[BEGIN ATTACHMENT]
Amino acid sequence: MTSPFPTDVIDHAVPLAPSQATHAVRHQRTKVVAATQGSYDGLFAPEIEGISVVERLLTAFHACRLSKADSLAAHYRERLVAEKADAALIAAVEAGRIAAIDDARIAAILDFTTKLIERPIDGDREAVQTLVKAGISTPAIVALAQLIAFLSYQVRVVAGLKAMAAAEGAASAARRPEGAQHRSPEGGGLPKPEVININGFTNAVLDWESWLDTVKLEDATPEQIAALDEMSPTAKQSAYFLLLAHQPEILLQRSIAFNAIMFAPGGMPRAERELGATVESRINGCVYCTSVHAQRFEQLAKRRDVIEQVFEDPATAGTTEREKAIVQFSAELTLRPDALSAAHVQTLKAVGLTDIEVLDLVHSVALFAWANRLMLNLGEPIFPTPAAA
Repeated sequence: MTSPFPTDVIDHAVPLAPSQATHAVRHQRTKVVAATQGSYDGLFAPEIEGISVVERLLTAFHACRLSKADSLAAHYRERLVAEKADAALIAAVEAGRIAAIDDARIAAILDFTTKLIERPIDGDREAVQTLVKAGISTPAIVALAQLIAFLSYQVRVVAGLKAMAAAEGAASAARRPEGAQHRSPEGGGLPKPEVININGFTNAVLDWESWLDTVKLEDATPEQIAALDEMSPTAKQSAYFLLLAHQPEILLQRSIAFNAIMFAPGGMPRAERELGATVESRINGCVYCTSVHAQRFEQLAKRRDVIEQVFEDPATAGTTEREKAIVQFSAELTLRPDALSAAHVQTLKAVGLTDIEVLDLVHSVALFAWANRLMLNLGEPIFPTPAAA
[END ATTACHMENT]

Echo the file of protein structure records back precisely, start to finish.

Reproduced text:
Amino acid sequence: MTSPFPTDVIDHAVPLAPSQATHAVRHQRTKVVAATQGSYDGLFAPEIEGISVVERLLTAFHACRLSKADSLAAHYRERLVAEKADAALIAAVEAGRIAAIDDARIAAILDFTTKLIERPIDGDREAVQTLVKAGISTPAIVALAQLIAFLSYQVRVVAGLKAMAAAEGAASAARRPEGAQHRSPEGGGLPKPEVININGFTNAVLDWESWLDTVKLEDATPEQIAALDEMSPTAKQSAYFLLLAHQPEILLQRSIAFNAIMFAPGGMPRAERELGATVESRINGCVYCTSVHAQRFEQLAKRRDVIEQVFEDPATAGTTEREKAIVQFSAELTLRPDALSAAHVQTLKAVGLTDIEVLDLVHSVALFAWANRLMLNLGEPIFPTPAAA
Repeated sequence: MTSPFPTDVIDHAVPLAPSQATHAVRHQRTKVVAATQGSYDGLFAPEIEGISVVERLLTAFHACRLSKADSLAAHYRERLVAEKADAALIAAVEAGRIAAIDDARIAAILDFTTKLIERPIDGDREAVQTLVKAGISTPAIVALAQLIAFLSYQVRVVAGLKAMAAAEGAASAARRPEGAQHRSPEGGGLPKPEVININGFTNAVLDWESWLDTVKLEDATPEQIAALDEMSPTAKQSAYFLLLAHQPEILLQRSIAFNAIMFAPGGMPRAERELGATVESRINGCVYCTSVHAQRFEQLAKRRDVIEQVFEDPATAGTTEREKAIVQFSAELTLRPDALSAAHVQTLKAVGLTDIEVLDLVHSVALFAWANRLMLNLGEPIFPTPAAA